What is Big Think?  

We are Big Idea Hunters…

We live in a time of information abundance, which far too many of us see as information overload. With the sum total of human knowledge, past and present, at our fingertips, we’re faced with a crisis of attention: which ideas should we engage with, and why? Big Think is an evolving roadmap to the best thinking on the planet — the ideas that can help you think flexibly and act decisively in a multivariate world.

A word about Big Ideas and Themes — The architecture of Big Think

Big ideas are lenses for envisioning the future. Every article and video on bigthink.com and on our learning platforms is based on an emerging “big idea” that is significant, widely relevant, and actionable. We’re sifting the noise for the questions and insights that have the power to change all of our lives, for decades to come. For example, reverse-engineering is a big idea in that the concept is increasingly useful across multiple disciplines, from education to nanotechnology.

Themes are the seven broad umbrellas under which we organize the hundreds of big ideas that populate Big Think. They include New World Order, Earth and Beyond, 21st Century Living, Going Mental, Extreme Biology, Power and Influence, and Inventing the Future.

Big Think Features:

12,000+ Expert Videos

1

Browse videos featuring experts across a wide range of disciplines, from personal health to business leadership to neuroscience.

Watch videos

World Renowned Bloggers

2

Big Think’s contributors offer expert analysis of the big ideas behind the news.

Go to blogs

Big Think Edge

3

Big Think’s Edge learning platform for career mentorship and professional development provides engaging and actionable courses delivered by the people who are shaping our future.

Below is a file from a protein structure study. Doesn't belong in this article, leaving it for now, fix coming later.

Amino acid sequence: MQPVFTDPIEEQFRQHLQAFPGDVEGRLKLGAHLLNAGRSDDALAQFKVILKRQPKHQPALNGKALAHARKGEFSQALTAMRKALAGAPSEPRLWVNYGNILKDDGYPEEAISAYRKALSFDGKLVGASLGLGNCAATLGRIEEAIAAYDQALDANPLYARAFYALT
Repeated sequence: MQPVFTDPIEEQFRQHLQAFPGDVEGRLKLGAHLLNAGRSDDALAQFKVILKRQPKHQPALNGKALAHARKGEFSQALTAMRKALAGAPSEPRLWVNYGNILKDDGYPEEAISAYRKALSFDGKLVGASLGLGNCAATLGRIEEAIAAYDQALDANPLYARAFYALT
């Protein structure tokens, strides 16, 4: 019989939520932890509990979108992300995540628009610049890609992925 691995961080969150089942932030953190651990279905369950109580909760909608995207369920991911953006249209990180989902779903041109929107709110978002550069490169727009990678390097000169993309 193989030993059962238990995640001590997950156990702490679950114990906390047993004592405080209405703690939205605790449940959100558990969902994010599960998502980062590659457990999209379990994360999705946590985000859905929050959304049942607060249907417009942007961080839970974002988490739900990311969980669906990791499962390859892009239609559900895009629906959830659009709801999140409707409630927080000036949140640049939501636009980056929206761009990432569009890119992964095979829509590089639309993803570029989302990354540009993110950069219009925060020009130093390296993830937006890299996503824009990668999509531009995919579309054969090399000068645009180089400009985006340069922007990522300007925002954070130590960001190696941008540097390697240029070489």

Find out more
Close

The Value of Answers in Search of Questions

by Joi Ito
December 28, 2013, 8:00 AM
Shutterstock_126980690

The really important thing about the Media Lab is that we actually encourage doing research in areas that aren’t necessarily hot or big or even very clearly defined as to exactly what the application will be.  The idea is that we are trying to do the sorts of things that wouldn’t typically be done by other institutions and we’re trying also to really push and discover the boundaries.  And when you’re doing this kind of discovery, it’s actually very difficult to tell which technology is going to have the most impact.  

Every single project in the Media Lab, I think, has the potential to become incredibly impactful because we don’t necessarily know what question the answer is actually for. Nicholas Negroponte famously called the Media Lab a place full of answers looking for questions. It is interesting because in some of the most unexpected ways, technologies that we’re working on turn out to have tons of impact.  For instance, there’s a project where we’re testing skin conductivity, working with autistic kids.  There’s a huge problem in some of the developing countries in terms ort infant mortality.  Now they can measure when a woman goes into labor.  And so they’re trying to build these low cost devices that the women can wear in which as soon as she goes into labor, it sends a message to a hospital with GPS coordinates so that a doctor knows that the woman in going into labor.  

With these sorts of devices, the impact is really difficult to tell because it wasn’t until that NGO and that engineer or that student got together that they realized that this sort of solution could happen.  So I think the importance is that research is unbounded.  And so for me, it’s really very difficult to say that any particular piece of research is more important or more interesting than others.  To me what’s most exciting is the process that we use for discovery, the process of looking for the questions for the answers we’re developing.  

 

In Their Own Words is recorded in Big Think's studio.

Image courtesy fo Shutterstock. 

 

The Value of Answers in Sea...

Newsletter: Share: